Bataan Memorial Death March – official event website
There are two routes for the Bataan Memorial Death March. In addition to the 26.2-mile course, there is also a 15.2-mile course offered. These courses run through the Chihuahuan Desert and consist of paved roads as well as dirt and sand roads and trails. The majority, whether it be the long or short route, is not paved. The shorter course is basically the lower section of the long course. Where the long course leads to the north across U.S. Highway 70 and around Mineral Hill in the southern San Andres Mountains, the short course will lead briefly to the south on paved road before leaving the road and heading west through the Sand Pit.
The elevation ranges from a low of 4,050 feet on the eastern stretches of the route to its highest point of 5,400 feet at the base of Mineral Hill to the north. The seemingly endless uphill grade that encircles Mineral Hill is the crux of the long course; the shorter course does not go around Mineral Hill. The dreaded Sand Pit, a stretch under a mile in length which is encountered between the 20- and 22-mile markers, is not that imposing based on my participation in this event in 2007 and 2008. Again, Mineral Hill is the major challenge of this course, and it will drain you.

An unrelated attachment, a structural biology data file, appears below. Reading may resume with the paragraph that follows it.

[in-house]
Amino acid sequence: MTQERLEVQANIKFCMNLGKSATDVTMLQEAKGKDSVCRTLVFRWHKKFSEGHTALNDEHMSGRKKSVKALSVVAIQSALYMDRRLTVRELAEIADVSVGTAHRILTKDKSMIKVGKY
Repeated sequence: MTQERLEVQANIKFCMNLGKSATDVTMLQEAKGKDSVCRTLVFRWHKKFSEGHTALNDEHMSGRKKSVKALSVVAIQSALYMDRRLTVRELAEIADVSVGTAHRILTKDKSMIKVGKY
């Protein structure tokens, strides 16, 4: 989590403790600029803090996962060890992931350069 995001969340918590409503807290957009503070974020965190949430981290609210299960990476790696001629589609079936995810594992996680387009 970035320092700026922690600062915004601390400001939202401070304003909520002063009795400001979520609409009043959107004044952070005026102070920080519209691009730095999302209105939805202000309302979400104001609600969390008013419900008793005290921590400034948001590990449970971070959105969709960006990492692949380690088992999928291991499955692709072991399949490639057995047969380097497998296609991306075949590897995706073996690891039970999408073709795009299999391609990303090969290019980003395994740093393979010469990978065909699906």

There are water points and medical aid stations set up along the routes. Water points are located roughly every two miles, where you will find supportive and encouraging volunteers providing cups of water and Gatorade, bananas, and orange slices. On the long course, you will pass through 14 water points and seven medical aid stations. On the short course, there are eight water points and three medical aid stations. As if these accommodations are not enough, there is even a fleet of all-terrain vehicles and courtesy vans on the course to assist participants who need help and are not near an aid station.
Click here for separate long and short route maps.